Gerrymander Gazette: The Next Threat – Special Explainer Edition

July 1, 2022

Yesterday, we learned that Common Cause and our allies in North Carolina will again be at the center of the next big democracy fight in the U.S. Supreme Court. The Court announced that it will hear Moore v. Harper, an appeal of our successful lawsuit striking down the North Carolina legislature’s partisan and racial gerrymander of the state’s congressional map. This case, which the Court will hear in the 2022 fall term, could have significant implications for the protection of voting rights. Let’s dig into what’s at stake.

What is this case about?

In a consolidated case that included several different plaintiff groups, the North Carolina Supreme Court struck down North Carolina’s congressional map, which legislators drew following the 2020 census. The state Supreme Court held that the General Assembly engaged in partisan gerrymandering in drawing the map and that partisan manipulation of voting districts violates the North Carolina Constitution. In response, the General Assembly defendants appealed this decision to the U.S. Supreme Court and the Court agreed to hear that appeal.

What is the basis for the General Assembly’s appeal?

The General Assembly’s appeal makes a radical argument based on the so-called “independent state legislature” theory. The Elections Clause of the U.S. Constitution states the following: “The Times, Places and Manner of holding Elections for Senators and Representatives, shall be prescribed in each State by the Legislature thereof; but the Congress may at any time by Law make or alter such Regulations, except as to the Places of chusing Senators.”

Under the General Assembly’s reading of the Elections Clause, the word “Legislature” is to be taken literally to an absurd degree by allowing legislators to make whatever rules they would like concerning federal elections with no oversight from state courts applying state law. If the U.S. Supreme Court adopts this legal argument, it would neuter state courts and render state constitutional protections null and void when it comes to federal elections.

Is the potential damage limited to just redistricting cases?

No. If the U.S. Supreme Court adopts the defendant General Assembly’s shoddy logic, the damage could extend to a variety of voting procedures. State courts would be powerless to protect voting rights in federal elections as they relate to voter registration, vote by mail, limitations on voting hours or locations, or even the secret ballot.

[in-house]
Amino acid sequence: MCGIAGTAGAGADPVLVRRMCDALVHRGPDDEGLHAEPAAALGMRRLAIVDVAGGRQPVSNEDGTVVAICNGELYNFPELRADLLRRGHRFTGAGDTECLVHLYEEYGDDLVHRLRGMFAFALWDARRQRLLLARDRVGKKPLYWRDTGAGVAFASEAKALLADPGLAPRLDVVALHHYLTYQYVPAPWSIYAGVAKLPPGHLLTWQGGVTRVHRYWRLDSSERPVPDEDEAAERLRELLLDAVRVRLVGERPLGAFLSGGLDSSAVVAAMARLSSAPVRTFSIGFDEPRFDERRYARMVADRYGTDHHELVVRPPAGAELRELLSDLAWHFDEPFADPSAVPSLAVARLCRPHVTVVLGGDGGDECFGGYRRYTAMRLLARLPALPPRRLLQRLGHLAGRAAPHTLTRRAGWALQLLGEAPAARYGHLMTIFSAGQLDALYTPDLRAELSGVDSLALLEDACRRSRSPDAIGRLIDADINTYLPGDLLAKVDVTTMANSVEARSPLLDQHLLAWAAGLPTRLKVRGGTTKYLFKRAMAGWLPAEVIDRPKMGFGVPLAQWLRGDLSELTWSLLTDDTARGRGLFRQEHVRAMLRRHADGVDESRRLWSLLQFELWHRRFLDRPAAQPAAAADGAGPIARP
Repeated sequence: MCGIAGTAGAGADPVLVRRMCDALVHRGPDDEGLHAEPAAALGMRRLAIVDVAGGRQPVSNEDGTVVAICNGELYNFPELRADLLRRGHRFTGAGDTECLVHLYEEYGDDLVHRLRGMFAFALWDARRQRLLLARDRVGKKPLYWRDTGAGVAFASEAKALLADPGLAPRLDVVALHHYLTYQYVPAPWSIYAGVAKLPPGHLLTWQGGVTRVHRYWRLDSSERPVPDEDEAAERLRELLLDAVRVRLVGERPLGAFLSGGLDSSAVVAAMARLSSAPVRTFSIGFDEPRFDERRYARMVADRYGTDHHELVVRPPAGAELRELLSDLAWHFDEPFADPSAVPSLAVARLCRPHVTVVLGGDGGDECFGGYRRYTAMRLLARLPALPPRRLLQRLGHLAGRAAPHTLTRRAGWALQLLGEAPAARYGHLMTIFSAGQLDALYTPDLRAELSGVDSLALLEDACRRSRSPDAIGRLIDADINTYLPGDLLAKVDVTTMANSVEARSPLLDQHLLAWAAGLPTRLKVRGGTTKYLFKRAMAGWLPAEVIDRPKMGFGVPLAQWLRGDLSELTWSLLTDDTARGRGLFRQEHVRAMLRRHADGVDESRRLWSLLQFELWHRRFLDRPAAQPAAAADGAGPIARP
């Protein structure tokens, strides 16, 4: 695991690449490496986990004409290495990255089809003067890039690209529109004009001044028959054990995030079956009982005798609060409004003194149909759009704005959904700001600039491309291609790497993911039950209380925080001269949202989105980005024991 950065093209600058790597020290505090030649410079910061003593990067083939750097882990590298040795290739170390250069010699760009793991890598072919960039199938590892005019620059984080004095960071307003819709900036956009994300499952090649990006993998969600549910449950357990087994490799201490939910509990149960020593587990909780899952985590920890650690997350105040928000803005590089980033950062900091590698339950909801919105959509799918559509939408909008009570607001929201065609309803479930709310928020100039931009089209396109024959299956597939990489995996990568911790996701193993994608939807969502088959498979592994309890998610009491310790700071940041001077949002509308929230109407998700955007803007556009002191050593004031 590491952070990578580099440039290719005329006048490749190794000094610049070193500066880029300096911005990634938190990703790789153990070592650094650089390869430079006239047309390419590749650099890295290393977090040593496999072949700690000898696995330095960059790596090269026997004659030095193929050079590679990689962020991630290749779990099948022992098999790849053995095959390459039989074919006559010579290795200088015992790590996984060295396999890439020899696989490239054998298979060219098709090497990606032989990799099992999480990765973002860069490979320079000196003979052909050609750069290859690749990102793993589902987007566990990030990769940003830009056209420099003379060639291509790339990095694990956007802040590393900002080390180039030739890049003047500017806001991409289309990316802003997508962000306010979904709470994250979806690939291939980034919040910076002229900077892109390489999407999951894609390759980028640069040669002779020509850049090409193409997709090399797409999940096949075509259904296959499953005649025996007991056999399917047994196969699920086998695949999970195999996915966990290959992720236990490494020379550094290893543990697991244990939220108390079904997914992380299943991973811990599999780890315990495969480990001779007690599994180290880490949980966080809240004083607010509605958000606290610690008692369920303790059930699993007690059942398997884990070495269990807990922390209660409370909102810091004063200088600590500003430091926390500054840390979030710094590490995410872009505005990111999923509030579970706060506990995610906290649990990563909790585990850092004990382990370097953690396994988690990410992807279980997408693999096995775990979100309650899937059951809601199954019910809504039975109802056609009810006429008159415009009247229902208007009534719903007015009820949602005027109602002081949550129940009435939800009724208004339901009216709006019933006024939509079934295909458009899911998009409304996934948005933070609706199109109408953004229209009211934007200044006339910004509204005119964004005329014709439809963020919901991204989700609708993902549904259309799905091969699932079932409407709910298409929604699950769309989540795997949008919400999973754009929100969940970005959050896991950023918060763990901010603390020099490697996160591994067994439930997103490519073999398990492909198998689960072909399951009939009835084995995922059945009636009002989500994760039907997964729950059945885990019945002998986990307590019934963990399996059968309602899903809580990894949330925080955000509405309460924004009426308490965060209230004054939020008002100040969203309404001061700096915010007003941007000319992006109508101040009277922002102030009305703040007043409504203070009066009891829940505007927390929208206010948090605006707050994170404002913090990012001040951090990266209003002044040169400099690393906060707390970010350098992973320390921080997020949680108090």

Does the North Carolina General Assembly’s legal argument have any basis in law, history, precedent, or logic?

No. This is a plain and simple power grab designed to remove the refs from the game. As Common Cause detailed in our brief opposing the defendants’ cert petition, the authors of the U.S. Constitution were well aware of the existence of state courts and the role they played in interpreting state constitutions when drafting the Elections Clause. If they had wanted to grant legislatures the sole and unreviewable authority to administer federal elections, they could have used language doing so. For example, the Framers gave the U.S. Senate the “sole power to try all Impeachments.” The Elections Clause gives no such authority to state legislatures.

A century of Supreme Court precedent has recognized the obvious fact that legislatures are – and should be – bound by the state constitutions that created them and by courts that are responsible for interpreting the law. The Supreme Court stated in Ohio ex rel. Davis v. Hildebrant (1916) that the Elections Clause’s “Legislature” is “the legislative power” of a state, which contains “the state Constitution and laws.” In Smiley v. Holm (1932), the Court added that, when a state legislature is exercising this legislative power, it is “making law[ ]” and must act “in accordance with the method which the state has prescribed for legislative enactments,” including the state constitution.

More recently, the Court declared in Arizona State Legislature v. Arizona Independent Redistricting Commission (2015) that “[n]othing in th[e Elections] Clause instructs, nor has this Court ever held, that a state legislature may prescribe regulations on the time, place, and manner of holding federal elections in defiance of provisions of the State’s constitution.” In that case, legislators tried to use a version of their radical theory to kill independent citizen redistricting commissions and keep the power to draw congressional districts permanently in the hands of self-interested politicians. Less than three years ago, in Rucho v. Common Cause (2019), the Court held that “state constitutions can provide standards and guidance for state courts to apply [in districting cases].”

So now what?

Between now and the fall, Common Cause and our attorneys at Southern Coalition for Social Justice and Hogan Lovells will work closely with the plaintiffs and attorneys in the other consolidated cases to coordinate our arguments and gather the most effective group of partners to file amicus briefs. Our coordinated effort will demonstrate how dangerous and absurd the legislators’ undemocratic arguments are. Keep up on the latest developments in the case at Common Cause North Carolina’s website.


This newsletter has been produced by Common Cause and compiled by Dan Vicuna. Subscribe to the Gerrymander Gazette here. For more information or to pass along news, contact Dan Vicuna.

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